- Central Africa
- Conflicts - Politics
Violence erupts in Gabon after Ali Bongo wins election, main contenders injured another flees
The interior minister of Gabon, Jean François Ndongou, announced Thursday noon that Ali Bongo had won the presidential elections. A result that his contenders have outrightly rejected, but that the armed forces are intent on applying force, if necessary, to have the results accepted. Gendarmes in red berets broke a sit-in that the opposition had organised outside the headquarters of the Autonomous and Permanent National Electoral Commission (Cenap) this morning. Several people were wounded, including Pierre Mamboundou, one of Ali Bongo’s main contenders. His other main contender, Andre Mba Obame, has fled for dear life. Ali Bongo’s victory has sparked violence in several neighbourhoods within the capital, Libreville and Port Gentil, the second largest city in Gabon.
"There was a lot of violence this morning at around 9 o’clock. There was gunfire. The Red Berets charged towards the candidates who had gathered outside the headquarters of the Cenap" said a very worried Franck Nguéma, campaign assistant for independent candidate and former Interior Minister Andre Mba Obame. The latter, exfiltrated by his bodyguards, has gone into hiding fearing for dear life. Other presidential candidates have been injured by the police. Among them, Pierre Mamboundou, leader of the Union of Gabonese People (UPG) and Zacharie Myboto, the Gabonese Union for Democracy and Development (UGDD) and his spokesman, Pierre-Marie Gondjout.
Several thousands people, honouring a call from Peter Mamboudou and other opposition leaders, gathered last night at the Cité de la Démocratie, where the Cenap was meeting. Today, at dawn, the president of the Cenap Rene Aboghé Ella, declared on state television RTG1 that there was "some difficulty agreeing on how to validate the results”. Although the opposition (which has members within the Cenap) refused to validate the results presented, Rene Aboghé Ella declared former defence minister and presidential candidate for the ruling party (PDG), Ali Bongo, winner. According to Interior Minister Jean-François Ndongou, who was among the first to receive the official results, Ali Bongo, son of the late president, Omar Bongo, has won the August 30 presidential elections with a 41.73 per cent of the total vote, way ahead of his two rivals. His closest rival, Pierre Mamboundou, got only 25.88 per cent of the vote while, Mba Obame got 25.88 per cent. Gabon does not hold run-offs, which means a president could hold power even if he had fewer votes than the opposition.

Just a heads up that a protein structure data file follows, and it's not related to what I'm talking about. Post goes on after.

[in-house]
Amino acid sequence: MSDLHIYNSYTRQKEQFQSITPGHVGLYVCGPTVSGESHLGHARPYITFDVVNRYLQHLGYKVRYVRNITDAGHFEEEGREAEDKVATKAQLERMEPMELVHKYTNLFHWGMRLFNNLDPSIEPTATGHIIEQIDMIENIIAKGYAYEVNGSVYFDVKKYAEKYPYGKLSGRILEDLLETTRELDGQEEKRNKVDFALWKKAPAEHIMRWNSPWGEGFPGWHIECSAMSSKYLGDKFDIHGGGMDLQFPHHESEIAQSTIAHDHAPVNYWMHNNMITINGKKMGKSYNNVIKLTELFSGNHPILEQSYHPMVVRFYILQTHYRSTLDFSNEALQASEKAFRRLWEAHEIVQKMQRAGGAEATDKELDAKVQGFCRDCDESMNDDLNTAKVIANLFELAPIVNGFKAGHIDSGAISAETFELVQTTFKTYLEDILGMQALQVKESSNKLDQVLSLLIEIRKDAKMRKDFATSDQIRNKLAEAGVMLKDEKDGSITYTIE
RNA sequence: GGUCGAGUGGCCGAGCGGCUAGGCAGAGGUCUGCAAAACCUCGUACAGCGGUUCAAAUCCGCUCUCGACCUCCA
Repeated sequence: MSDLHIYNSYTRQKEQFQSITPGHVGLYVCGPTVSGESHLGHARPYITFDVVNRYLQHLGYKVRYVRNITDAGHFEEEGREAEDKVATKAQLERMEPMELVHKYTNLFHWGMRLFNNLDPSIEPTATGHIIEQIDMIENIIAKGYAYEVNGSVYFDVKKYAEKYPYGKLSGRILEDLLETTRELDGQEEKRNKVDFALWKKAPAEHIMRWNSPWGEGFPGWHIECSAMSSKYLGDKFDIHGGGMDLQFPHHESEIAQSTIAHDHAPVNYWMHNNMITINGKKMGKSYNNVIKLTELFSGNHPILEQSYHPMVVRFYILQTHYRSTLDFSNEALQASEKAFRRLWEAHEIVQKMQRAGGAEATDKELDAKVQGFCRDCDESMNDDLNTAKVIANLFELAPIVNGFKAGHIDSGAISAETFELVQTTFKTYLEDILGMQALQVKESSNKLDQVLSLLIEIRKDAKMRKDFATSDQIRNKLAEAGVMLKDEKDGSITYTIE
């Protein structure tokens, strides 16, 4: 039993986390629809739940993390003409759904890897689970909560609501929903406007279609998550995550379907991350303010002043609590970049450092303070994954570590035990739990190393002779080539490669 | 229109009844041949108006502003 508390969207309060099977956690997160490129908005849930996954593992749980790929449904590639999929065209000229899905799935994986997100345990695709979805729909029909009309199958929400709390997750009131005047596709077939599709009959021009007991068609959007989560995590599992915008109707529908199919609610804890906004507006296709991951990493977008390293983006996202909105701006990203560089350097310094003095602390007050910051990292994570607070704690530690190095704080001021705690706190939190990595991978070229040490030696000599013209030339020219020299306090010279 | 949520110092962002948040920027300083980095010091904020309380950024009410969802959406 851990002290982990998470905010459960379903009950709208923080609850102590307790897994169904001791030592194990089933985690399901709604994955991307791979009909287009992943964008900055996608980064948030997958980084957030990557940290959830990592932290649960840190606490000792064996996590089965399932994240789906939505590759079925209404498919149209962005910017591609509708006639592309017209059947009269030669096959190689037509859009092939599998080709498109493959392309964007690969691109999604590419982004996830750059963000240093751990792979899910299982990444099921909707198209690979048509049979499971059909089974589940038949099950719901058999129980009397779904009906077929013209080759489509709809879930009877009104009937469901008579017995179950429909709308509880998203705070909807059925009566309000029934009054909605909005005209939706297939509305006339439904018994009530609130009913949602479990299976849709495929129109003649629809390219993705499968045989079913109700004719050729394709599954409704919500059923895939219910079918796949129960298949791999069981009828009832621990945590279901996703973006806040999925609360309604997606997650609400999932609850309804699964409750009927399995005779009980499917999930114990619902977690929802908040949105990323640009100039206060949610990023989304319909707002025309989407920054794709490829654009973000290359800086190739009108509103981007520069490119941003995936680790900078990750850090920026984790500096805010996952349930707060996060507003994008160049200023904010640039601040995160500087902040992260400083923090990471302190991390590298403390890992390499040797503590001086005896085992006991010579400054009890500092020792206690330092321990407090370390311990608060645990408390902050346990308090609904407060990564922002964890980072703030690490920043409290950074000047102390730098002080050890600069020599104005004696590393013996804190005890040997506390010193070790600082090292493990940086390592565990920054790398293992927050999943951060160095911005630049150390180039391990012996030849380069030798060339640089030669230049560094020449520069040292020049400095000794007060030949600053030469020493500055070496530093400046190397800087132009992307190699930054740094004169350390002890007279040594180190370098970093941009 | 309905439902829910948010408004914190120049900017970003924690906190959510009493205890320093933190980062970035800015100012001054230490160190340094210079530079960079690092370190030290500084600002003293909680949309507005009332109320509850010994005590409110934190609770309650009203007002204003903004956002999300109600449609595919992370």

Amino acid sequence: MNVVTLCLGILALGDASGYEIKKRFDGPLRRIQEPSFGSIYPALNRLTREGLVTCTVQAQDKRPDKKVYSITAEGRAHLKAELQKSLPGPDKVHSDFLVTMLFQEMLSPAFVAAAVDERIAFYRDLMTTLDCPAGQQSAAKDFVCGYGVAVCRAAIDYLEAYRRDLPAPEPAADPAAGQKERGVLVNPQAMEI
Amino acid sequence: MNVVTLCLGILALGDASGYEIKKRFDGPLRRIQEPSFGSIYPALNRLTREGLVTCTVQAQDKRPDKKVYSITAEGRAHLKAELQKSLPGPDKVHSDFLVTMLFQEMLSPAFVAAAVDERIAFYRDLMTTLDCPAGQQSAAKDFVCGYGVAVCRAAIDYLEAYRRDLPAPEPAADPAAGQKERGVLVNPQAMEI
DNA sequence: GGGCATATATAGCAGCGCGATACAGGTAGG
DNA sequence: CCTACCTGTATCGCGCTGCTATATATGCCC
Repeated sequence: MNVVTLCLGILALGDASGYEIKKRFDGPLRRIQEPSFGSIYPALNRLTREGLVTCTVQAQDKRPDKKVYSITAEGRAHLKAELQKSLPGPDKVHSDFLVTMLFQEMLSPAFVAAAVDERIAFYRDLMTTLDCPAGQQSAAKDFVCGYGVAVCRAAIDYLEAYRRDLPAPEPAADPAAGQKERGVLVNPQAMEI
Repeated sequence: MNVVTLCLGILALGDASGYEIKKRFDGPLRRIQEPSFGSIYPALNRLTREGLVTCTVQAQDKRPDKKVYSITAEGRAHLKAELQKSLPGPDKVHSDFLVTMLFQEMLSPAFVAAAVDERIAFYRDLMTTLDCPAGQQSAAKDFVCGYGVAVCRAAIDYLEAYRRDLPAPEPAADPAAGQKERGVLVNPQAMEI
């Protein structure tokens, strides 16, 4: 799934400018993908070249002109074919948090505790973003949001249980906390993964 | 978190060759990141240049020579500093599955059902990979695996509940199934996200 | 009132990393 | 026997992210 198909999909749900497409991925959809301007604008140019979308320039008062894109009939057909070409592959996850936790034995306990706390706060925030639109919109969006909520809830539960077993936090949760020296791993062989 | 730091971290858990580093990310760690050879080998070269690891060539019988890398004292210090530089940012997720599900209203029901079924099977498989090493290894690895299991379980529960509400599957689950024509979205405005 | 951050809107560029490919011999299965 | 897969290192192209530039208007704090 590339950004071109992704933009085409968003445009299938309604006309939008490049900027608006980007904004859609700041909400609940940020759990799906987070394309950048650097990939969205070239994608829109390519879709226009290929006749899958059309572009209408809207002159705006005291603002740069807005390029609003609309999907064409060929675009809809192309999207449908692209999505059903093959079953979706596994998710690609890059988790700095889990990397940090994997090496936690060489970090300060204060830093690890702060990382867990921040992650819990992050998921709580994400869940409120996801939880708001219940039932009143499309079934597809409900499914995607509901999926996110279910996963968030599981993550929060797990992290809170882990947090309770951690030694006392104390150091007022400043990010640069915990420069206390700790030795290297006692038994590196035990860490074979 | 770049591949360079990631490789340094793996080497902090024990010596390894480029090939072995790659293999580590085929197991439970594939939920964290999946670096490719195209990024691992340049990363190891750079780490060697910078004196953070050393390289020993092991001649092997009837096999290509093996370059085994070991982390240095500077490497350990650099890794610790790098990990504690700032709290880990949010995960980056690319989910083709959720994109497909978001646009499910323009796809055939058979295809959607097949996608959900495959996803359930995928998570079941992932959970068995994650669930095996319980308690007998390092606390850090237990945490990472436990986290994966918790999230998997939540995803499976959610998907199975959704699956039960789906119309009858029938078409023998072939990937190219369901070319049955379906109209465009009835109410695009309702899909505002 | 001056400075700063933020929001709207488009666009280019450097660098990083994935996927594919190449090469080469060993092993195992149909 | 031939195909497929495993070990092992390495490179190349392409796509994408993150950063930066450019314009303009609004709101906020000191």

These results and news of violent attacks perpetrated by the armed forces against the opposition has caused a lot of excitement in the capital, particularly in poorer districts, including Rio, east of Libreville, where numerous protests have been observed. In Port-Gentil, Gabon’s economic capital and stronghold of the opposition, demonstrators attacked the consulate of France and stormed the city’s prison, freeing prisoners. Road blocks have also be put up by angry Gabonese in several areas. Armed troops have been deployed around the country. In Libreville the sound of flying Army helicopters is deafening.
Since the end of the polling exercise, the three men (André Mba, Pierre Mamboundou and Ali Bongo) have been fighting a war of numbers, via press releases, SMS’ and interposed statements, Ali Bongo’s rivals insist that a win for the late president’s son could only be explained by ballot box stuffing and the eventual corruption of polling station overseers. A controversial delay in the release of the results consolidated doubts. Earlier, Messrs. Mba Obame and Mamboundou had urged the Gabonese to show their displeasure in the event of an "electoral hold-up." The African Union (AU) indicated that some "irregularities" and "shortcomings" were observed during the voting exercise, however, they believe it was conducted "in accordance with legal provisions". The outcome of the elections could hurt the central African nation’s future.